Good Scout Research Study Unveils How Men Really Feel About Philanthropy
(Press release, March 17, 2015) — In a groundbreaking new consumer study, social good consultancy Good Scout Group digs into the minds of men in order to determine the motivations behind their philanthropic decisions. The findings of Good Scout’s The Forgotten Man Report illustrate the donation and volunteer-based preferences of men, while also analyzing solicitation and specific cause preferences.
According to The Forgotten Man Report, men are not only giving, they are also volunteering, engaging and activating around charitable causes. However, the specific nuances in how men engage in charitable activity may explain why their gender is often “forgotten” by fundraisers and nonprofit marketers.
The report finds that 73% of men donate money to causes and 71% volunteer their time to charity. While baseline research shows that the amount of money men donate annually has indeed declined in recent years, overall volunteer rates have skyrocketed—increasing by over 70% in two years.
According to Good Scout’s research, men rank Children/Youth as the number one cause they either currently support or would like to support in the future, regardless of age segmentation. “This preference suggests that the family dynamic may play an even larger role in motivating and activating men at every age to engage with causes,” states The Forgotten Man Report. “Infusing family in smart and strategic ways to motivate men to give could move the needle for your mission.”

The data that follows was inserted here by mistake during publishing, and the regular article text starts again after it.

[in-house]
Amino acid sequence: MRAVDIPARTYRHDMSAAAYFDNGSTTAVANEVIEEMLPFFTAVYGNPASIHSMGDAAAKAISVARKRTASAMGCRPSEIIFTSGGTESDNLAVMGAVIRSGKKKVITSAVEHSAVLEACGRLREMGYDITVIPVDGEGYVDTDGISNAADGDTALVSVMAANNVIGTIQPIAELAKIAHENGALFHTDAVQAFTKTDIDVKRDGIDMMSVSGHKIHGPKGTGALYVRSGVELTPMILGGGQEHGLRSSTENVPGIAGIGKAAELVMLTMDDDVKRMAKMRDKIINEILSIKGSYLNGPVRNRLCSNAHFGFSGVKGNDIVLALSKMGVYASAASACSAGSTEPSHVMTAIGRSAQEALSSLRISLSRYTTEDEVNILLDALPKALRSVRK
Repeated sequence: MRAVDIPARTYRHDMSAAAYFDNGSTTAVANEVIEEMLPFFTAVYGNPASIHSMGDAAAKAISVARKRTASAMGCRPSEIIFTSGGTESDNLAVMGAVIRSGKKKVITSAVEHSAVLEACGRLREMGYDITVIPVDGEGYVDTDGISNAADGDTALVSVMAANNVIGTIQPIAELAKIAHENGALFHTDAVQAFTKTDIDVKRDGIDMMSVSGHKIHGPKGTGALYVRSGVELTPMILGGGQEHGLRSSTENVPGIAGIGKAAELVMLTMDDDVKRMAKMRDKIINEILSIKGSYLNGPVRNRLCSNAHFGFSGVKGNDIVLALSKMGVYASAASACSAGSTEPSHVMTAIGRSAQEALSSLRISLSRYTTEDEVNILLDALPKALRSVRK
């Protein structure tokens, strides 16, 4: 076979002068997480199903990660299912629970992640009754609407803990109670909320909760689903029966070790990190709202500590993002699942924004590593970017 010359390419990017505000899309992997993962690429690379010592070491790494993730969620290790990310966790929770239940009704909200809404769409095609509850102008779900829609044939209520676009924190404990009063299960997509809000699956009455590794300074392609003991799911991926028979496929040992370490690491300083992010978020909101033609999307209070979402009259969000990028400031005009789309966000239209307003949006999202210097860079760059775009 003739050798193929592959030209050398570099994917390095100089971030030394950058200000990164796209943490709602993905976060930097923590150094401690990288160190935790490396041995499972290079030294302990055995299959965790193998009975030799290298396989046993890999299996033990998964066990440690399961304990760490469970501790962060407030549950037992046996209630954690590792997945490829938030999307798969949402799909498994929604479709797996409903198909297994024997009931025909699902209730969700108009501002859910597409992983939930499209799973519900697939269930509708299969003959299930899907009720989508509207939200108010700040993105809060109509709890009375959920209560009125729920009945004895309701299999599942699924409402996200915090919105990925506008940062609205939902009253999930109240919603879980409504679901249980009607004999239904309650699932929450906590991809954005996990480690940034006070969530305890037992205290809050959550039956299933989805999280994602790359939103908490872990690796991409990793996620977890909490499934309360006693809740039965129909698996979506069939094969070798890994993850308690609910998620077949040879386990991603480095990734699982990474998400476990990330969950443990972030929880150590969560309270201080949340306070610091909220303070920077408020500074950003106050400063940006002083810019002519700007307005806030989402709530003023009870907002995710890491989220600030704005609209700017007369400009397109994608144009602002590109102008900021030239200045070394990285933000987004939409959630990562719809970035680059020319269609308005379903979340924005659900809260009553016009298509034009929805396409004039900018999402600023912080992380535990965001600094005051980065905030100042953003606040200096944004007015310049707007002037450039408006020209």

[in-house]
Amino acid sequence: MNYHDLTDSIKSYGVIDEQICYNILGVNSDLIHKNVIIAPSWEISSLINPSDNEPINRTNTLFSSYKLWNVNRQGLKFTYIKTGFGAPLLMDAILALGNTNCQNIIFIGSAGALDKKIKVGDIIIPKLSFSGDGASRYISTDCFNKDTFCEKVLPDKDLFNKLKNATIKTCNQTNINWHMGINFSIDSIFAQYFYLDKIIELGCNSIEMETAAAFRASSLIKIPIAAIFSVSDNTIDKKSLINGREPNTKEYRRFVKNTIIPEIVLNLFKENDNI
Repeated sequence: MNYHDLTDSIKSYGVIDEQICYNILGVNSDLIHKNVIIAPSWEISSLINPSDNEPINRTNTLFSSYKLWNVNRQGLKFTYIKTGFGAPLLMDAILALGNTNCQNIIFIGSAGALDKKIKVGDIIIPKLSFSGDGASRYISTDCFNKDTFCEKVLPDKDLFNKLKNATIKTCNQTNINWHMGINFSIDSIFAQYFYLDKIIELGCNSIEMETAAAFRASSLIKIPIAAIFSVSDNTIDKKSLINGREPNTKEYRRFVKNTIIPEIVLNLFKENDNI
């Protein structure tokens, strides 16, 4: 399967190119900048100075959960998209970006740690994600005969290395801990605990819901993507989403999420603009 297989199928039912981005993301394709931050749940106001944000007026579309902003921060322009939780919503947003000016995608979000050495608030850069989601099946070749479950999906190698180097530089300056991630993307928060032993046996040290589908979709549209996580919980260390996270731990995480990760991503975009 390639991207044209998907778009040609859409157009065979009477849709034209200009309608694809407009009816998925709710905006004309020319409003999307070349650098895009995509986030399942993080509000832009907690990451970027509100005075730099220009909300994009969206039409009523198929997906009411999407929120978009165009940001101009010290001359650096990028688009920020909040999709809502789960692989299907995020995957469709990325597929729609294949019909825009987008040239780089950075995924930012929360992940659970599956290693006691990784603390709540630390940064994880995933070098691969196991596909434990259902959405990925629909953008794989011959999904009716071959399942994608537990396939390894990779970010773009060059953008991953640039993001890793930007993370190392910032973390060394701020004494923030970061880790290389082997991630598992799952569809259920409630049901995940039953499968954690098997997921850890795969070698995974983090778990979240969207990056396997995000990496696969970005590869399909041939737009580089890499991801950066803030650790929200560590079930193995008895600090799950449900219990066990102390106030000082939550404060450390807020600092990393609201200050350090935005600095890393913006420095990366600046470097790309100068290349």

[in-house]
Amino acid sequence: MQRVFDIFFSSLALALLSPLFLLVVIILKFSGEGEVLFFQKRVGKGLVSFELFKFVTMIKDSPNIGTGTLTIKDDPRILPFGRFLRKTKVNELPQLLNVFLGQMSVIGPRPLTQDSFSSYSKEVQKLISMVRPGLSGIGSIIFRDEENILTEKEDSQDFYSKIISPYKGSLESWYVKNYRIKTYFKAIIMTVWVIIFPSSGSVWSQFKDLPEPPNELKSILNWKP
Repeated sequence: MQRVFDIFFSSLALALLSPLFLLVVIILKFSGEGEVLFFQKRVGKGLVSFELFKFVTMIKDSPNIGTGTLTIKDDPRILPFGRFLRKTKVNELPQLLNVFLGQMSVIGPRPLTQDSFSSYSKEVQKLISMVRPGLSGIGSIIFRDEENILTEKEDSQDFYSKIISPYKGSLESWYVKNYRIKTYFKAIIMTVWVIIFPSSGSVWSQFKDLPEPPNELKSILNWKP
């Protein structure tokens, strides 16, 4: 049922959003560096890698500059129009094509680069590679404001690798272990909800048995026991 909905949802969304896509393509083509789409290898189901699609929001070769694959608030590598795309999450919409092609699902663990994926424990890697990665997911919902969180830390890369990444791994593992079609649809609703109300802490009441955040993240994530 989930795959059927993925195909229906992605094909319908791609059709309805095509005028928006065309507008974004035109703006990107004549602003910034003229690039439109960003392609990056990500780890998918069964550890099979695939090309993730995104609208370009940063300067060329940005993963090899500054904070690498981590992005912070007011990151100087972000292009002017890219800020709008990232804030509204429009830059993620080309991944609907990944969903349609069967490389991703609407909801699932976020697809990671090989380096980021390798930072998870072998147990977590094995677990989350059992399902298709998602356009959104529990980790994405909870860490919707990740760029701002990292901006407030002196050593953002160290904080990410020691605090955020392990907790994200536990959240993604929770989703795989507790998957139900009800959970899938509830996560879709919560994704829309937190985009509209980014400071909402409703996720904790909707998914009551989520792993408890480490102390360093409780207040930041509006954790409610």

57% of men prefer to be solicited by a charity through peer communication. Men are also more likely to support a charity when they have a personal connection to the cause. The rise of male-focused online communities like theCHIVE and fundraising initiatives like Movember support these findings, as they thrive on peer-to-peer connectivity.
“When it comes to cause marketing and fundraising, nonprofits often focus on the female audience because of their purchasing power and perceived greater likelihood of giving to charity,” said Philips McCarty, CEO of Good Scout. “The goal of our study was to take into account that men do, indeed, support nonprofits, but how we approach them for the ask and how we motivate them to engage is the critical differentiator for successful nonprofit marketing.”